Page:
On cross-examination, Wanda said that she did not read the statement before she signed it, that she never saw Burton with a rifle in his hand, and that she heard a gunshot, but that she did not hear the bullet hit the car as she was driving off. She also said that the Meadowcliff area had a "reputation of gunshots going off" and that she did not see Burton fire a shot at her car.
Bob Paxton, chief of the DeWitt Police Department, said that on July 24, 2002, he investigated a report of gunshots striking a vehicle occupied by Wanda and Janet Jones. When he arrived at Meadowcliff, he was informed by Wanda and Janet that a vehicle had been struck by a bullet and also that Burton was inside the residence at 114 Meadowcliff. Paxton said that at first, police "got on a PA system and tried to get Mr. Burton to come to the door." When that attempt failed, police telephoned Burton and spoke to him for at least an hour and a half to "get him to come out of the residence" so that they could further investigate the situation. According to Paxton, Burton eventually came out and was taken into custody.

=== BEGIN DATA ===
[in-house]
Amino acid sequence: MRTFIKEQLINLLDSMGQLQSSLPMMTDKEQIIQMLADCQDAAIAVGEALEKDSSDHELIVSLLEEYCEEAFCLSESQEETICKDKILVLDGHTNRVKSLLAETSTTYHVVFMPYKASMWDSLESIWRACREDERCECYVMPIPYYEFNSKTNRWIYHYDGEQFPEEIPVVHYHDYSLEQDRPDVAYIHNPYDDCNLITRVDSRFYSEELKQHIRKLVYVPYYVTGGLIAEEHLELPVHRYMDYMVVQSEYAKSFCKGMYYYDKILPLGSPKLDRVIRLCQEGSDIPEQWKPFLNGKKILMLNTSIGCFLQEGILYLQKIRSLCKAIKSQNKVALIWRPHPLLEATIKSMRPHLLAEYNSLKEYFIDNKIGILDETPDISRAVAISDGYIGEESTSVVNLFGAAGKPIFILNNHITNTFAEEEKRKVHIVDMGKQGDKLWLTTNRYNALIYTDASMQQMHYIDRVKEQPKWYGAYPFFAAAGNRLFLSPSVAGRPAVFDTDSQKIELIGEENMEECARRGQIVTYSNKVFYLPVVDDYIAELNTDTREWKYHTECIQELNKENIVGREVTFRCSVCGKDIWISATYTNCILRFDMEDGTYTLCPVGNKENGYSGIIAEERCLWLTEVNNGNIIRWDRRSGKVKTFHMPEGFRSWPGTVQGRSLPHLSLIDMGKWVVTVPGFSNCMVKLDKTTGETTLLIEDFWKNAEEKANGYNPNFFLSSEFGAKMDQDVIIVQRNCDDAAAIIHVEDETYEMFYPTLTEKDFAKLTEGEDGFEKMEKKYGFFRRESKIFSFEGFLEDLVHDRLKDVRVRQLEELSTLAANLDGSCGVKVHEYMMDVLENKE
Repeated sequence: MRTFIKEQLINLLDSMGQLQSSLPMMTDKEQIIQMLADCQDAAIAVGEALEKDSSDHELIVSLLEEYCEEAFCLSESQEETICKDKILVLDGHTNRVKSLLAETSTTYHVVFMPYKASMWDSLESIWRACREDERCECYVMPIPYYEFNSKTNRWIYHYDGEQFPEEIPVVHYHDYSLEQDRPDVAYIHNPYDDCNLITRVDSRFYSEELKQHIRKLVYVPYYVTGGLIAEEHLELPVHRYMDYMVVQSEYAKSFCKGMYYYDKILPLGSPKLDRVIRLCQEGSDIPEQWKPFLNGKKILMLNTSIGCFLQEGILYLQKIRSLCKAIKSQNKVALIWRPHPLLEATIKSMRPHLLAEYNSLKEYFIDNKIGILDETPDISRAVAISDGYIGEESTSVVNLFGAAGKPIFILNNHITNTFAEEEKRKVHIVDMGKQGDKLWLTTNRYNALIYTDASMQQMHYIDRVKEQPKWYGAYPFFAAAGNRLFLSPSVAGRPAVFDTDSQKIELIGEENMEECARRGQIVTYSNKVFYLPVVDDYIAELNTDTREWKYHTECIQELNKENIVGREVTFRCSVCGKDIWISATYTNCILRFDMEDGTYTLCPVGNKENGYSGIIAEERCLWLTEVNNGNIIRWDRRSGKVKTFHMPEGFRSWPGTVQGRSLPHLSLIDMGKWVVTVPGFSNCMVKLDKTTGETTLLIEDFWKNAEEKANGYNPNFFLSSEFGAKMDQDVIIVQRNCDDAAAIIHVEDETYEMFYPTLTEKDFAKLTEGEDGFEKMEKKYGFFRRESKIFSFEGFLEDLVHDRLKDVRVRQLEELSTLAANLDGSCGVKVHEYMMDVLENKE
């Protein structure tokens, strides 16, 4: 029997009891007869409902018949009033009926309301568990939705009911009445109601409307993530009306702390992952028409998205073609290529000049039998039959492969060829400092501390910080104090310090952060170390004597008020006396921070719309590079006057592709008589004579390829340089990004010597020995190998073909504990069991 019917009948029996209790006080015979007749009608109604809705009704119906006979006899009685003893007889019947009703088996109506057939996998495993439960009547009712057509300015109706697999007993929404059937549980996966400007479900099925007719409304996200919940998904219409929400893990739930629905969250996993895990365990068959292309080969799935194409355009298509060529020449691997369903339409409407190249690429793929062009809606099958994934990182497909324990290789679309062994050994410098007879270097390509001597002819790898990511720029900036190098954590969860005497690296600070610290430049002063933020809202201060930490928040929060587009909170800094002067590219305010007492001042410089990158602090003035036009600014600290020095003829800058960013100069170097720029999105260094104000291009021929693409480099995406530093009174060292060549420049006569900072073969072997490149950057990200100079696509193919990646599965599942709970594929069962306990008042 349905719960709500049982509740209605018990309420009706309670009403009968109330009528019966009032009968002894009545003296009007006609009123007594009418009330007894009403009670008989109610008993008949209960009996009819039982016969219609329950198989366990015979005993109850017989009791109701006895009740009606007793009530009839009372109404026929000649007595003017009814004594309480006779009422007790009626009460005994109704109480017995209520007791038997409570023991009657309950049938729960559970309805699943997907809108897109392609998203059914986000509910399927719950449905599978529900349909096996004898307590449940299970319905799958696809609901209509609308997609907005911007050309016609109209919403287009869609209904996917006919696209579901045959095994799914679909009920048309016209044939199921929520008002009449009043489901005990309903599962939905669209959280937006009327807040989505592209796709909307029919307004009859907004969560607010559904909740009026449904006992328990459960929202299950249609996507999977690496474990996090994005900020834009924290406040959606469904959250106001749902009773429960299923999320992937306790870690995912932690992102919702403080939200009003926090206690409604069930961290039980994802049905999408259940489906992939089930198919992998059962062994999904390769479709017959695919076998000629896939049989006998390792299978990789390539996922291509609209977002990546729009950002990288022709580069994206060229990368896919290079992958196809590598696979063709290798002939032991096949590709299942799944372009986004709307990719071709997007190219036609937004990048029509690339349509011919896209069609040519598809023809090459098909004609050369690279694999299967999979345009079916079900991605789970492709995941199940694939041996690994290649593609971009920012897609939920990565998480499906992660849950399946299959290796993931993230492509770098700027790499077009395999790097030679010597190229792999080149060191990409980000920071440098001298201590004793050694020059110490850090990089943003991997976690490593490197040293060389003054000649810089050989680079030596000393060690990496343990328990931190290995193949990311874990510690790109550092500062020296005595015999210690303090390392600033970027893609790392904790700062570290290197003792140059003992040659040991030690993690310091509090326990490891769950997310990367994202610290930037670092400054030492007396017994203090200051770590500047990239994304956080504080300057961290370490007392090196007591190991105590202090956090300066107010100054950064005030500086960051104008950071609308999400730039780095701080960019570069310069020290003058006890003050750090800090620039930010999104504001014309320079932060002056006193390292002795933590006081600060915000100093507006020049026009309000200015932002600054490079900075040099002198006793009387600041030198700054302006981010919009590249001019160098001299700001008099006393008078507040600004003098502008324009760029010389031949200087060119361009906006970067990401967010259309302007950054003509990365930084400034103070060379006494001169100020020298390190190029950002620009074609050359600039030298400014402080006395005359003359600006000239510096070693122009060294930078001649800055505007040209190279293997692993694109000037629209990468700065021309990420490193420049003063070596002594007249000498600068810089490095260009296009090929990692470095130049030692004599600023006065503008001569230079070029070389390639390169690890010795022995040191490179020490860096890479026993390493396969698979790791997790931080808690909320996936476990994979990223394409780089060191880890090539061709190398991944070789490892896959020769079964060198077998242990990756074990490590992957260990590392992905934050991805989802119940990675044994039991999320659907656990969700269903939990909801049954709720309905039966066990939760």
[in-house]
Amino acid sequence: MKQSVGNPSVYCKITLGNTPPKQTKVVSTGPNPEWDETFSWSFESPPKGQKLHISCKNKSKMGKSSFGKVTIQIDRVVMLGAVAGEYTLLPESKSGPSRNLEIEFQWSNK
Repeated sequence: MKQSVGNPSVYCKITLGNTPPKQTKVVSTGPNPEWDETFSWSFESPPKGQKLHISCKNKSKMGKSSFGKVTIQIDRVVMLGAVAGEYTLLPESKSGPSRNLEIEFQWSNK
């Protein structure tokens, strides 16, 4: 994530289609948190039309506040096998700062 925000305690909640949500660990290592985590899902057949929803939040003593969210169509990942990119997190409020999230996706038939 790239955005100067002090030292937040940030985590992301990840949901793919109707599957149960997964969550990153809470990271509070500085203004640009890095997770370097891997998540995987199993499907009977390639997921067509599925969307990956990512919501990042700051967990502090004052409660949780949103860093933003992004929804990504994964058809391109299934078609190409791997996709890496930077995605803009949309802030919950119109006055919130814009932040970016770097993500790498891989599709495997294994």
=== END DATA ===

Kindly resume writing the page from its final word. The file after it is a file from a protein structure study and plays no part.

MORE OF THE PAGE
At that point, Paxton went inside Tammy's residence, searched for weapons, and found a 30-30 rifle inside the closet door. He said that he then smelled it to see if it had been previously fired because in his experience, "you can smell a fresh residue from gun powder after a [gun] has been freshly fired." Paxton said that he smelled the barrel and that it appeared to him that the firearm had just been fired.
On cross-examination, Paxton said that he did not find any spent shell casings during his search of Tammy's residence. At the close of the State's evidence, Burton moved for a directed verdict on all counts, and the motion was denied as to the two counts of aggravated assault and the felony possession of a firearm. The court granted the motion as to the charge of felony criminal mischief, but declared the criminal mischief count to be a misdemeanor due to the lack of evidence that there was damage of $500 or more; the court denied the motion as to the misdemeanor.